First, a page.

Are your financial affairs in order? T
here is never an easy time to consider the possibility of your own death, or the death of the ones we love. Today, almost every adult in the country has some assets to pass on after they die – even if it is only the balance in their superannuation account. Most Australians will have considerable assets when their home, superannuation, insurance and other assets are taken into account. Failure to make appropriate plans is essential for the comfort and wellbeing of surviving relatives. Taking the following steps will help your family if you die or become incapacitated. Complete a Will People often note that since they don’t have a lot of money, they don’t need a will. This is completely untrue. A will does a lot more than distribute your wealth. It determines important issues like where your assets will go and guardianship for your children. In the unfortunate case that a husband and wife might die simultaneously, the court will need to assign the guardianship of your children. If you have made arrangements via a will, you can be sure the people you select will lovingly raise your children. In your will you can also put financial stipulations in place for inheritances to your family and children. This includes dictating what they should receive and when they should receive those assets. Take control of your super benefit Make sure your super fund trustees are aware of your preferred beneficiaries. Alternatively, give them a binding death benefit nomination which directs them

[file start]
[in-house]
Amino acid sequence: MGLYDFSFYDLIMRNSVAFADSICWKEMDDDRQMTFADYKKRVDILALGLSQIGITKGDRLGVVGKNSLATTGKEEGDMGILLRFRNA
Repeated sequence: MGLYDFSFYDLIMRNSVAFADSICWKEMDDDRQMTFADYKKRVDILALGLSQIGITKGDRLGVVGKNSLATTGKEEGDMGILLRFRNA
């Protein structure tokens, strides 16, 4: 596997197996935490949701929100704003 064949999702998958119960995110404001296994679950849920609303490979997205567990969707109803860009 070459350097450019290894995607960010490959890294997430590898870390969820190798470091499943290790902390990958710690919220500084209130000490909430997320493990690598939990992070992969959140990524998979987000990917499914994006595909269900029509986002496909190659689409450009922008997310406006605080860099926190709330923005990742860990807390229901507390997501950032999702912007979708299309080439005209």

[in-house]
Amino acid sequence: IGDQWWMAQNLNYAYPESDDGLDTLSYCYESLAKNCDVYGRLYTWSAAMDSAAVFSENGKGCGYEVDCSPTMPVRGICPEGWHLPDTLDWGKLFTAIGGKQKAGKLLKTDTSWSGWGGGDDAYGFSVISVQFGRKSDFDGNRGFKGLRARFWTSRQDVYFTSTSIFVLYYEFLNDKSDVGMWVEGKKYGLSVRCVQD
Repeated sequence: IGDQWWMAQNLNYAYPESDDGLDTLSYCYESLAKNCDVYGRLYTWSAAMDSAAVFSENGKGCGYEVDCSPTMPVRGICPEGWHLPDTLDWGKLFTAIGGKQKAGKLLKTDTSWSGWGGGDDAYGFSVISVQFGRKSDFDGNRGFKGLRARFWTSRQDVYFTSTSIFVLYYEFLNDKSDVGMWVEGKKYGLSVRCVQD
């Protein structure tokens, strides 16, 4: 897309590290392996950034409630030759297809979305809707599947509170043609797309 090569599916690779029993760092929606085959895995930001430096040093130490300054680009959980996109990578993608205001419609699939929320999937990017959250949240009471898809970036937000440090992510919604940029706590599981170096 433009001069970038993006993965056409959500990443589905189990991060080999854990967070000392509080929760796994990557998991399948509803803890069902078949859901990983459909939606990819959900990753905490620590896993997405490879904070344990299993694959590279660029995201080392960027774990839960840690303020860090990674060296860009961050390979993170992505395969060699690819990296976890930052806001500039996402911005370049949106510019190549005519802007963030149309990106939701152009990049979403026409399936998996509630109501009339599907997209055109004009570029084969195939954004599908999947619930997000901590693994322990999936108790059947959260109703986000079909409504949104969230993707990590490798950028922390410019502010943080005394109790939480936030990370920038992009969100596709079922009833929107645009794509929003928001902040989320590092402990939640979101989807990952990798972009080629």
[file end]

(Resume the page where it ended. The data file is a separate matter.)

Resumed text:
to pay your dependents or your estate. That way your super will be dealt with the way you want it to be. Consider life insurance Life insurance policies are important because they provide many options for debt repayment, income replacement and estate planning for your family. Without a life insurance policy, your death could spell financial disaster for your family and could have a large impact on their financial future.
‘ By taking the time now, you will have peace of mind knowing that you and your family’s financial affairs have been taken care of ’ Create a financial power of attorney A financial power of attorney is a legal document that appoints one or more people to make financial and legal decisions for you. Unlike a general power of attorney, it continues to be legal even if you are unable to make these decisions yourself. This means that someone you choose can take control of your financial and legal affairs if you ever lose capacity. Cover funeral expenses Funerals can be expensive and no one wants to burden their family with financial worries at such a difficult time. You may want to look into creating a funeral plan, getting funeral insurance or investing in funeral bonds to ensure